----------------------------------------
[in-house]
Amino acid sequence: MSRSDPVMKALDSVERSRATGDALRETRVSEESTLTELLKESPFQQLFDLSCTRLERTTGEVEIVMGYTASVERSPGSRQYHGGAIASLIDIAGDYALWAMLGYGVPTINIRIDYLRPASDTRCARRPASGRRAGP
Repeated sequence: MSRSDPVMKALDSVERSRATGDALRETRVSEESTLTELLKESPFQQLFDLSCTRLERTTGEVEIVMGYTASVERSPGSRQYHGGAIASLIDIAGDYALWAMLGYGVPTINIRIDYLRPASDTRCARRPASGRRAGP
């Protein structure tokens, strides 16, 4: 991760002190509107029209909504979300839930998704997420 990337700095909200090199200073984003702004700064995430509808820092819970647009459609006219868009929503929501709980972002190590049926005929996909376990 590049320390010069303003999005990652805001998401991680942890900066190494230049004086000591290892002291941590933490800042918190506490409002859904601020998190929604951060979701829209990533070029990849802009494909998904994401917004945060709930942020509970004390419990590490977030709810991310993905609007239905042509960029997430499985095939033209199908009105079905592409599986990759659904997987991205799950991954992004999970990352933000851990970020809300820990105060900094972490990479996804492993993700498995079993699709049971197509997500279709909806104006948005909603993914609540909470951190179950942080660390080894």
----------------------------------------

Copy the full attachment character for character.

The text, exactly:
[in-house]
Amino acid sequence: MSRSDPVMKALDSVERSRATGDALRETRVSEESTLTELLKESPFQQLFDLSCTRLERTTGEVEIVMGYTASVERSPGSRQYHGGAIASLIDIAGDYALWAMLGYGVPTINIRIDYLRPASDTRCARRPASGRRAGP
Repeated sequence: MSRSDPVMKALDSVERSRATGDALRETRVSEESTLTELLKESPFQQLFDLSCTRLERTTGEVEIVMGYTASVERSPGSRQYHGGAIASLIDIAGDYALWAMLGYGVPTINIRIDYLRPASDTRCARRPASGRRAGP
């Protein structure tokens, strides 16, 4: 991760002190509107029209909504979300839930998704997420 990337700095909200090199200073984003702004700064995430509808820092819970647009459609006219868009929503929501709980972002190590049926005929996909376990 590049320390010069303003999005990652805001998401991680942890900066190494230049004086000591290892002291941590933490800042918190506490409002859904601020998190929604951060979701829209990533070029990849802009494909998904994401917004945060709930942020509970004390419990590490977030709810991310993905609007239905042509960029997430499985095939033209199908009105079905592409599986990759659904997987991205799950991954992004999970990352933000851990970020809300820990105060900094972490990479996804492993993700498995079993699709049971197509997500279709909806104006948005909603993914609540909470951190179950942080660390080894």